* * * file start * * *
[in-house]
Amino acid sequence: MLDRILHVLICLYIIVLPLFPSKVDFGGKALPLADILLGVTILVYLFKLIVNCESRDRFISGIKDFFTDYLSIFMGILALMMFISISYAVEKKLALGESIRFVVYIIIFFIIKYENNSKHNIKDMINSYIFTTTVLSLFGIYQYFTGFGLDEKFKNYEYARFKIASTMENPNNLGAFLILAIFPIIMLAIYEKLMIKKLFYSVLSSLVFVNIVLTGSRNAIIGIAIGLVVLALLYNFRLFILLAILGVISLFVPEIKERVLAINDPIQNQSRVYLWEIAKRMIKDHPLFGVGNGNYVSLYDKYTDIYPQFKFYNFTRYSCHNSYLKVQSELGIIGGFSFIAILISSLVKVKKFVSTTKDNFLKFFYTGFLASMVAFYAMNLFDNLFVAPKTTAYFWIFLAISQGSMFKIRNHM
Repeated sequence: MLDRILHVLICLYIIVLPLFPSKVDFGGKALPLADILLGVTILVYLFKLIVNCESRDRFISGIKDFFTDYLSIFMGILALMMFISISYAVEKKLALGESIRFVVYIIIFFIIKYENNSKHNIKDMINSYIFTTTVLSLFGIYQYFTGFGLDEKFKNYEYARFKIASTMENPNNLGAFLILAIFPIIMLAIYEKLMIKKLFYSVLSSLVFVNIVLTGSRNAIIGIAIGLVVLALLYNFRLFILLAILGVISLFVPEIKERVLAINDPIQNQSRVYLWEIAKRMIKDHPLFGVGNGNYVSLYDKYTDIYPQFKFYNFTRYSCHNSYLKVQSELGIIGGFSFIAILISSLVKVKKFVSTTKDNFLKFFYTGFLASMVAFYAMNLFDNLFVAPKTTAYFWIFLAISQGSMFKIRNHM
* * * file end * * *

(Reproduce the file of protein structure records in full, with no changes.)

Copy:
[in-house]
Amino acid sequence: MLDRILHVLICLYIIVLPLFPSKVDFGGKALPLADILLGVTILVYLFKLIVNCESRDRFISGIKDFFTDYLSIFMGILALMMFISISYAVEKKLALGESIRFVVYIIIFFIIKYENNSKHNIKDMINSYIFTTTVLSLFGIYQYFTGFGLDEKFKNYEYARFKIASTMENPNNLGAFLILAIFPIIMLAIYEKLMIKKLFYSVLSSLVFVNIVLTGSRNAIIGIAIGLVVLALLYNFRLFILLAILGVISLFVPEIKERVLAINDPIQNQSRVYLWEIAKRMIKDHPLFGVGNGNYVSLYDKYTDIYPQFKFYNFTRYSCHNSYLKVQSELGIIGGFSFIAILISSLVKVKKFVSTTKDNFLKFFYTGFLASMVAFYAMNLFDNLFVAPKTTAYFWIFLAISQGSMFKIRNHM
Repeated sequence: MLDRILHVLICLYIIVLPLFPSKVDFGGKALPLADILLGVTILVYLFKLIVNCESRDRFISGIKDFFTDYLSIFMGILALMMFISISYAVEKKLALGESIRFVVYIIIFFIIKYENNSKHNIKDMINSYIFTTTVLSLFGIYQYFTGFGLDEKFKNYEYARFKIASTMENPNNLGAFLILAIFPIIMLAIYEKLMIKKLFYSVLSSLVFVNIVLTGSRNAIIGIAIGLVVLALLYNFRLFILLAILGVISLFVPEIKERVLAINDPIQNQSRVYLWEIAKRMIKDHPLFGVGNGNYVSLYDKYTDIYPQFKFYNFTRYSCHNSYLKVQSELGIIGGFSFIAILISSLVKVKKFVSTTKDNFLKFFYTGFLASMVAFYAMNLFDNLFVAPKTTAYFWIFLAISQGSMFKIRNHM